What is best to finish red oak projects/

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Forum topic by Jim Reeves posted 1643 days ago 13852 views 0 times favorited 10 replies Add to Favorites Watch
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Jim Reeves

201 posts in 1657 days

1643 days ago

Forgot l think to mention when asking about coffee end table sets what stain looks best on red oak does it need anything other than stain sealer or anything what are some good ones for red oak?

-- jim

10 replies so far

View Sawkerf's profile


1730 posts in 1702 days

#1 posted 1643 days ago

Oak takes most stains pretty well, but the grain can get pretty dark. You might want to practice on some scrap before you commit yourself.

I usually tell customers that oak is good only if you like lots of grain to show. – lol

-- Adversity doesn't build reveals it.

View lew's profile


10002 posts in 2388 days

#2 posted 1643 days ago

I like to use “Golden Oak” by Min-Wax (I know not too many folks here like their products). It mellows out the color of the wood without covering up the subtle characteristics. Then top coat with clear ploy.

-- Lew- Time traveler. Purveyor of the Universe's finest custom rolling pins.

View Mogebier's profile


170 posts in 1666 days

#3 posted 1643 days ago

It depends on the effect you want to achieve. When you stain Red Oak, the dark veins really stand out in contrast to the rest of the wood. The Headboard I did here, was Red Oak with Red Oak stain, which made it really Red with no hint of yellow. Then I used 6 coats of Gloss Poly on it. It’s as smooth and shiny as glass.
I am redoing my 61 year-old dining room set that was my Grandmothers, and I am using a stain color “Gunstock” which is a mix of yellow and red, but the dark veins still really stand out, which is the effect I was looking for.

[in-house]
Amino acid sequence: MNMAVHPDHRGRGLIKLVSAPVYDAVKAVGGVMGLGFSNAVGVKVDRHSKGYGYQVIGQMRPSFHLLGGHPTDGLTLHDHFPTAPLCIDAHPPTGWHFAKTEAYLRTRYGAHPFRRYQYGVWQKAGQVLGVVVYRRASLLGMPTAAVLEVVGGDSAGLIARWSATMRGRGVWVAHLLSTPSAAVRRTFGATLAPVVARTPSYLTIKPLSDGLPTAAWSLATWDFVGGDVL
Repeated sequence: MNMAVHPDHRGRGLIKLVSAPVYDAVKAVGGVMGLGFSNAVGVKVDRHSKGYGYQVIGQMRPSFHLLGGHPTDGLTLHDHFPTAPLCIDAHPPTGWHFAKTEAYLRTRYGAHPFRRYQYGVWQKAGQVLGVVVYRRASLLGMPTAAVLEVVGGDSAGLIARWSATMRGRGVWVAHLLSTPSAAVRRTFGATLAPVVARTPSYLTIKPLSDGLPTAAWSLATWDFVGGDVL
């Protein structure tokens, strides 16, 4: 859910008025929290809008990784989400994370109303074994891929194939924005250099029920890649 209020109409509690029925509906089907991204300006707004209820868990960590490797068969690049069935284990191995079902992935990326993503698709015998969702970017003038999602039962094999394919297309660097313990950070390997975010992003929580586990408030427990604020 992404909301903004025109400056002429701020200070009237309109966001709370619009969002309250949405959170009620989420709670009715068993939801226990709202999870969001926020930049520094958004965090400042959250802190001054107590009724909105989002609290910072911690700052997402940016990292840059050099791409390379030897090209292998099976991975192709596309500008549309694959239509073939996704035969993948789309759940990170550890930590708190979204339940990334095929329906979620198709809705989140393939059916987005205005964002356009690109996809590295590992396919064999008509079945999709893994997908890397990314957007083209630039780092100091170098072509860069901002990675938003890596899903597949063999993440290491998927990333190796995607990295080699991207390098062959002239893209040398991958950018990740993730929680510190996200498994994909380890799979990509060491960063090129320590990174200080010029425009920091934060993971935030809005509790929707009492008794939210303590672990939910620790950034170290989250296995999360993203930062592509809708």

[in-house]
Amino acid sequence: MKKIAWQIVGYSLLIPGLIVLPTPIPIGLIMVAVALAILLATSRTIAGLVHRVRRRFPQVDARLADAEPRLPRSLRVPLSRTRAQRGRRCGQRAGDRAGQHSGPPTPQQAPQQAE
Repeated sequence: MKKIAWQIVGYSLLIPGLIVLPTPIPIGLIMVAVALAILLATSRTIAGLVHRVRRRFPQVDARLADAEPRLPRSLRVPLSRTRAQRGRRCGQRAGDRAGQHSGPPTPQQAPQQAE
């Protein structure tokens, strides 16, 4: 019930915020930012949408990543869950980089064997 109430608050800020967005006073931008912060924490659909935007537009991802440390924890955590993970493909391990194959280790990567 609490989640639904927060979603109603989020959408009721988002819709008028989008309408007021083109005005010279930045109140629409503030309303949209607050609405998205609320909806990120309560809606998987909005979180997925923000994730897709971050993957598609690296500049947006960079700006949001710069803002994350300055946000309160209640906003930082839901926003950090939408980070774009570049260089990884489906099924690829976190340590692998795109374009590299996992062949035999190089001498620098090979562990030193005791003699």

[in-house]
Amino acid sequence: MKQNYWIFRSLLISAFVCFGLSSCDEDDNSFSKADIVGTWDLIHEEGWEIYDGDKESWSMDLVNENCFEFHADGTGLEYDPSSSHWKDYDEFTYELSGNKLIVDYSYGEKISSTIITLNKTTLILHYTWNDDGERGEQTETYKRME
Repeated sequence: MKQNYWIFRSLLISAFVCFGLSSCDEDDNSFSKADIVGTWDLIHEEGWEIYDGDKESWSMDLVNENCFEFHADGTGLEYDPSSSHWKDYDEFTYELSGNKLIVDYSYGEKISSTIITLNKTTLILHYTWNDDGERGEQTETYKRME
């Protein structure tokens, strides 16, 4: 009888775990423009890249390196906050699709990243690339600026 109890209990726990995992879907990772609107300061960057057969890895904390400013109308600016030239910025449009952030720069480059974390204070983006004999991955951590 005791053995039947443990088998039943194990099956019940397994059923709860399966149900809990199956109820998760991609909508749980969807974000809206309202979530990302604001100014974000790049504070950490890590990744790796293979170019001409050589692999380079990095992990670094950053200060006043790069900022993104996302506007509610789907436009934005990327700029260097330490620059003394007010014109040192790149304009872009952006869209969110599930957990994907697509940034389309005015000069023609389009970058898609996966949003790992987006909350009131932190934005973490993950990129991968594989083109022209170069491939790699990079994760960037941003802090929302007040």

-- You can get more with a kind word and a 2 by 4, than you can with just a kind word.

View Scott Bryan's profile

Scott Bryan

27251 posts in 2455 days

#4 posted 1643 days ago

Just as Lew suggested, I also like to use Golden Oak stain on oak and follow it up with a coat of gloss poly.

-- Challenges are what make life interesting; overcoming them is what makes life meaningful- Joshua Marine

View Mikeyf56's profile


171 posts in 1855 days

#5 posted 1643 days ago

I am in the Golden Oak camp as well.

-- Powered by Smith & Wilson~~~

View Sawdust4Blood's profile


347 posts in 1655 days

#6 posted 1643 days ago

I personally like red oak as it is so I usually don’t do anything more than pale blonde shellac. However, if you are going to stain and want to minimize the dark veining that Mogebier and Sawkerf mentioned, try some experimenting on scrap with Crystalac clear grain filler prior to staining. It takes a little getting used to but works pretty well as a clear grain filler once you get it down.

-- Greg, Severn MD

View Marc5's profile


304 posts in 1975 days

#7 posted 1643 days ago

Gel Stains are easy to use, very forgiving & work well on Oak.

-- Marc

View Ed's profile


19 posts in 1745 days

#8 posted 1642 days ago

Which finish looks best depends on your personal preferences. Experimenting on scraps is the best way to find out.

Since the different Red Oak species cross-pollinate very easily, there is a lot of grain and color variation from tree-to-tree. I really like to see these differences, so I use either Boiled Linseed oil followed with a wax, or AFM Naturals Oil Wax Finish.

Both of these methods are clear and really let the natural wood show. The result can be anywhere from blonde to dark red depending on the tree and the way it was cut at the sawmill.

-- Ed

View sittingbuller's profile


16 posts in 1632 days

#9 posted 1632 days ago

For red oak, I prefer Watco Golden Oak Danish Oil to start with. I find it lighter than the Minwax golden oak. I follow up with a clear finishing wax. I have found that if this finish gets damaged it is very easy to repair.


-- Requirements for woodworkers: Sharp mind, sharp wit, sharp tools.

View mike85215's profile


127 posts in 1778 days

#10 posted 1632 days ago

I am in the Minwax Golden Oak followed by about five or six coats of Min Wax wipe on poly….Simple forgiving fairly easy to do and yet it looks great.

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